Don't Insure an Old Car Like a New One

Looking for ways to lower the cost of your car insurance? Consider driving your car into the ground.

Turning your new car into a high-miler will not only lower your insurance costs but can save thousands as you put off a new car payment year after year.

There is no better example of a high-miler than Irvin Gordon, who is approaching the 3-million-mile mark on his 1966 Volvo P 1800S. Gordon, a retired science teacher, paid $4,150 for his Volvo in 1966 and has been driving it ever since.

While hitting 3 million miles on your car may seem far-fetched, getting to 200,000 isn't.

A recent survey from found that 55% of respondents planned to keep their current car "until it dies."

That's not just talk. Drivers are hanging on to their cars longer than ever. According to auto market research firm R.L. Polk & Co. the average age of U.S. cars has risen to 10.8 years, the oldest on record and an increase of two years since 2000.

Even after 3 million miles, Gordon averages under $1,000 per year on maintenance costs -- much less than a car payment. A $25,000 car financed for four years would cost around $550 a month. Keep it two years longer and that is almost $14,000 in your savings account.

Adjust coverage to value of the car

While you will want comprehensive and collision coverage on your brand-new car, as the miles add up your insurance needs will change.

A car fresh from the showroom floor may be worth less than you owe, making gap insurance a smart buy.

Until the car is paid off, a lender will require that you carry comprehensive and collision coverage. Most drivers would anyway, since the car still has most of its value. consumer analyst Penny Gusner recommends keeping deductibles low until you have the pink slip. Then, she advises, build an emergency fund and raise your deductibles to match. That can save you several hundred dollars a year. (See "How much will raising deductibles save you?")

According to the U.S. Department of Transportation, the average car is driven 13,450 miles per year. That means the average 10.4-year-old car is sporting 130,000 miles on the odometer.

A car with 130,000 miles on it is not usually worth much. But the costs of parts and labor don't drop the way your car's value does, so comprehensive and collision premiums become comparatively pricey.

For example, a 2012 Honda Accord EX would cost a 30-year-old Texas man with a clean record $410 a year just for comprehensive and collision coverage. The same coverage on a 15-year-old Honda Accord with 201,000 miles, worth about $3,162 according to, would still be $310 a year.

"The only reason the premium drops is that the size of the check the insurance company has to write shrinks," Gusner says. "You are far more likely to total out an older car than to repair it."

When full coverage isn't worth the cost

Collision will replace or repair your vehicle if you are at fault in an accident, and comprehensive covers damage due to vandalism, natural disasters, collisions with animals and theft. The payout depends on the value of the car. Your insurer will pay only market value, minus your deductible.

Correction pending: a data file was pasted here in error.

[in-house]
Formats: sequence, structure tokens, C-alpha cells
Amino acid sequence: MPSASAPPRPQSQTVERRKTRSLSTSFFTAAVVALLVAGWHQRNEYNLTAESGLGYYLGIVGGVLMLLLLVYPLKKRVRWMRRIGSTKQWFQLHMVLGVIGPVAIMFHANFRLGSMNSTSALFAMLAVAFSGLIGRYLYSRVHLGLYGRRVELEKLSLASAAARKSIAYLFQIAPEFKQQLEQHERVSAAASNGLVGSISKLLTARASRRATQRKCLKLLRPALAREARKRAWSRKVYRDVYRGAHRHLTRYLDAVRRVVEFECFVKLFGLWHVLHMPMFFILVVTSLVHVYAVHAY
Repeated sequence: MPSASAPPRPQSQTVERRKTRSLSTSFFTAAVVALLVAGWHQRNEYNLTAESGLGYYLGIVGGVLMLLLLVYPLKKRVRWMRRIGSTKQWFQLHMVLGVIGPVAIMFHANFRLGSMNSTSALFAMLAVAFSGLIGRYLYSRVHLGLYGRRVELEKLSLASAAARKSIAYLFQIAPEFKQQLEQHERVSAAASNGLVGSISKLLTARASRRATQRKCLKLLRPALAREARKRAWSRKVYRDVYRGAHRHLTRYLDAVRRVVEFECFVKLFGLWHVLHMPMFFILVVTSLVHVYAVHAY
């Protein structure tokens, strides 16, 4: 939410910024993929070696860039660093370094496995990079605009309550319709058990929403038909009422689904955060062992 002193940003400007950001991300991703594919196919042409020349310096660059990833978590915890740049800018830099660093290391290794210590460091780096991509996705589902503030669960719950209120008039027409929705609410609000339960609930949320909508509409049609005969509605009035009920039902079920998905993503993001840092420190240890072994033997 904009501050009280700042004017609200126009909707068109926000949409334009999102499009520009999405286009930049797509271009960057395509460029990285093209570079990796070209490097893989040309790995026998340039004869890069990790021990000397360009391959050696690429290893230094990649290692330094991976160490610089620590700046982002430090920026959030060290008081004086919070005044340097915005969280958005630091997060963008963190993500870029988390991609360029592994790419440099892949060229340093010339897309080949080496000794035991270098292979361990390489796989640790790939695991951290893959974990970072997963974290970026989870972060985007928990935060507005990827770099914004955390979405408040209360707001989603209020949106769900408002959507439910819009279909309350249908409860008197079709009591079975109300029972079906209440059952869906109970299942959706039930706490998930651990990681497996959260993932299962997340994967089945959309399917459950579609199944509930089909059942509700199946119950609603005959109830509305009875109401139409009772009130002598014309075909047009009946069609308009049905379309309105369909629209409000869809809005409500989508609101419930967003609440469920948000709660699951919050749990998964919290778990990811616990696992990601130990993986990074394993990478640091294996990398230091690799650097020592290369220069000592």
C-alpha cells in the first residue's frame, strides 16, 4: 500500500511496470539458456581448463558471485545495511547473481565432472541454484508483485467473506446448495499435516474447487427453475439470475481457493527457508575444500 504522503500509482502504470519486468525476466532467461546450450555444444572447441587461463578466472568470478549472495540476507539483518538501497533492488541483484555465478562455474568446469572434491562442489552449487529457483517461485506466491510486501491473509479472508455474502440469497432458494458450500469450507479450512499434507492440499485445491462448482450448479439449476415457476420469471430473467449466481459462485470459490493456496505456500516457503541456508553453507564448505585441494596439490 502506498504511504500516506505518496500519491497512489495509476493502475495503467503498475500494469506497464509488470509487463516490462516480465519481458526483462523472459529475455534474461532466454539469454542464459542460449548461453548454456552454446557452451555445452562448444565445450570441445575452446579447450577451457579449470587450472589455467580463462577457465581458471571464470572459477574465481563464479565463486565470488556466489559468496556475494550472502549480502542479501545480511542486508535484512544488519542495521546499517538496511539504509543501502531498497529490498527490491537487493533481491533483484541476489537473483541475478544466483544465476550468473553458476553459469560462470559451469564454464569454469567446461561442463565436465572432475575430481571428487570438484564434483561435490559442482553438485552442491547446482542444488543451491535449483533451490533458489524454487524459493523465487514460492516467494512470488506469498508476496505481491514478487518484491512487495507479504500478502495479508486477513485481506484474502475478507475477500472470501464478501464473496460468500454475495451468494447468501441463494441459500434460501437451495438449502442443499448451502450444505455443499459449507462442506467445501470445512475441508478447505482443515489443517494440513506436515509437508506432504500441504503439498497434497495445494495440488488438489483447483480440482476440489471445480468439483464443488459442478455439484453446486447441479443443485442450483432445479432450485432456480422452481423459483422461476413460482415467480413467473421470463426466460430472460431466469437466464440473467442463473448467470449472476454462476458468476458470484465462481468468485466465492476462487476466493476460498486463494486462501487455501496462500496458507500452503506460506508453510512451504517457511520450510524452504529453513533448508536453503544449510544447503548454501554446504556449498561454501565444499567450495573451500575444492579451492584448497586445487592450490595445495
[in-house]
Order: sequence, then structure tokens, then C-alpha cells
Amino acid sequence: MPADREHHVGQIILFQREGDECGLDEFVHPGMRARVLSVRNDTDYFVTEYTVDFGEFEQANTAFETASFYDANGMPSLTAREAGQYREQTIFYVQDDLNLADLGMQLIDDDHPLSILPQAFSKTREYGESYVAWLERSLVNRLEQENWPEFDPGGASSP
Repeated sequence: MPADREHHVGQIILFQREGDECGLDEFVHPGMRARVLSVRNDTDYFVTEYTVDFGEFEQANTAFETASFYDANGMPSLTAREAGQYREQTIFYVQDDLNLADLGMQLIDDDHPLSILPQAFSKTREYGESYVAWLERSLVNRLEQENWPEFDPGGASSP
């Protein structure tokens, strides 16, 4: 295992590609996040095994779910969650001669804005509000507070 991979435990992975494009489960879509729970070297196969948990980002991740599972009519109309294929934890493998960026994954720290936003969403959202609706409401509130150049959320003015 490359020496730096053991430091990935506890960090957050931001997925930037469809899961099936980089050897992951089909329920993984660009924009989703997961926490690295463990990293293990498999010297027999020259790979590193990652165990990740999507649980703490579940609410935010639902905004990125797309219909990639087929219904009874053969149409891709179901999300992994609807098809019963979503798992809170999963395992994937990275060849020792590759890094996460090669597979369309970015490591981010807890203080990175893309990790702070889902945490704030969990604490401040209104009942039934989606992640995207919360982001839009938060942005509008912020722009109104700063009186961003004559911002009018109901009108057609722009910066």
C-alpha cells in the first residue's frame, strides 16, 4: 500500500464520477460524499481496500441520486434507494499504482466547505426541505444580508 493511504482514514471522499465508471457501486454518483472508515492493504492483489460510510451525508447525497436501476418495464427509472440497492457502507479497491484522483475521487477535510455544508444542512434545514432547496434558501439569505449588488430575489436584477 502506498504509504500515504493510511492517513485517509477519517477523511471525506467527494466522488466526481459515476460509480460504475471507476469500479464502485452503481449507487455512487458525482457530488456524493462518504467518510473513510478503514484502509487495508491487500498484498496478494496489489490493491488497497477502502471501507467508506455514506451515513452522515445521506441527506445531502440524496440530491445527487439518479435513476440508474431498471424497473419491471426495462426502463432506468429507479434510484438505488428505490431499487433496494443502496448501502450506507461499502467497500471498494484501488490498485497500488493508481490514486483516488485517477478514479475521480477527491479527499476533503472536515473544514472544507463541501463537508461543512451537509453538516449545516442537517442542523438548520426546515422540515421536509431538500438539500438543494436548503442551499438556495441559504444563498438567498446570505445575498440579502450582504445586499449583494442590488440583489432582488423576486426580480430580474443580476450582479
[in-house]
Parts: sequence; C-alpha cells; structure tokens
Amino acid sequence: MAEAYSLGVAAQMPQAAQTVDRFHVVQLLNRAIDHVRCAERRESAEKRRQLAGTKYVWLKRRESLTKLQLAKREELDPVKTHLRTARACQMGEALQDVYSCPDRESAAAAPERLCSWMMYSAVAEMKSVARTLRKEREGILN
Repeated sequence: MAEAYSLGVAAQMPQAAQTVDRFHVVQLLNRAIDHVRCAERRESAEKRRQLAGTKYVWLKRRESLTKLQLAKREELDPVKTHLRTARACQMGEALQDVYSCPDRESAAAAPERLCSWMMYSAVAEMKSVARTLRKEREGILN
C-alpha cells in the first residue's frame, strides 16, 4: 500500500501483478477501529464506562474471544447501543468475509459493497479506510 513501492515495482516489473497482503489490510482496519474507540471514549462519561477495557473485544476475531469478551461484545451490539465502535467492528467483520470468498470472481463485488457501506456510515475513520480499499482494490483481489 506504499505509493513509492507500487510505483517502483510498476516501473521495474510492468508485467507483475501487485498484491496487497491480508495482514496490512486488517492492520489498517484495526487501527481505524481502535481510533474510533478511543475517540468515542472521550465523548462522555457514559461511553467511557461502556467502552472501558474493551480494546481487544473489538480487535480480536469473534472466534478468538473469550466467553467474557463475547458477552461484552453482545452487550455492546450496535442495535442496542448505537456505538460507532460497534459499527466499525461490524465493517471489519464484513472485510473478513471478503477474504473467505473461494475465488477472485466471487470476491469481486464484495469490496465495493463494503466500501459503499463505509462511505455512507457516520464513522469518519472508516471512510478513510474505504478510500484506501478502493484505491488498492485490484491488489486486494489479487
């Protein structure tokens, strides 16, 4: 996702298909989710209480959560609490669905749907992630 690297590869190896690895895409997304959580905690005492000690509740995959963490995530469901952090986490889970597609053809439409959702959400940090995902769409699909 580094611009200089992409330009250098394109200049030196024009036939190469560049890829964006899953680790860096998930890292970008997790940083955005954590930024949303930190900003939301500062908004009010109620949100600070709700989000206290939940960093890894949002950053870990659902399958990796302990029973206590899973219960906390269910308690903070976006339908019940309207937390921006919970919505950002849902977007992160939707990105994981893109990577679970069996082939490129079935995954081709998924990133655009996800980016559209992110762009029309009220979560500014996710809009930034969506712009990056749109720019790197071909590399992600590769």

Financial experts have many philosophies on when to drop full coverage, but ultimately your own tolerance for risk makes the decision. (See "Is it time to drop comp and collision?")

Gusner suggests imagining a mechanical repair that costs as much as your deductible and premiums for comprehensive and collision added together. "If you wouldn't put a new transmission in it," she says, "comprehensive and collision may be a waste of money."

Other experts suggest dropping collision and comprehensive when the premiums cost 10% or more of the potential payout. As an example, if the value of your car is $3,000 and your deductible is $500, premiums that run more than $250 are a signal to drop the coverage.

Quality Planning, an insurance analyst, found that 63% of cars that were at least 10 years old were not carrying comprehensive or collision coverage.

Drive until it drops

When your high-miler gets so old that its value is almost nonexistent in the marketplace but the car still means the world to you, insurance coverage should change again. A regular-use policy will pay only market value.

But specialized options for classic or keepsake cars allow the owner to decide the car's value and pay a premium based on that amount. Often there are restrictions on where the car can be stored and how often it can be driven -- but the policies are usually very inexpensive as a result.

While most people won't get to a million miles, most modern brands can hit 200,000 with little trouble, says James H. Turnure, category manager at Pep Boys. Being proactive when it comes to servicing the car is paramount if you want to roll over the odometer.

Turnure offers the following tips:

  • Follow the manufacturer's service recommendations to the letter. It is best to follow the severe-duty schedule, which requires more frequent servicing.
  • Wash the undercarriage and body of the vehicle frequently. Road salts can cause a tremendous amount of damage, and the chassis is just as important as the engine and transmission in high-mileage vehicles.
  • Synthetic oil provides better lubrication than petroleum-based products and can go up to 12,000 miles between changes.
  • Flush and change coolant, brake fluid, and other fluids regularly. Changing fluids can make a dramatic difference in the life of the car.

The original article can be found at your car from showroom to junkyard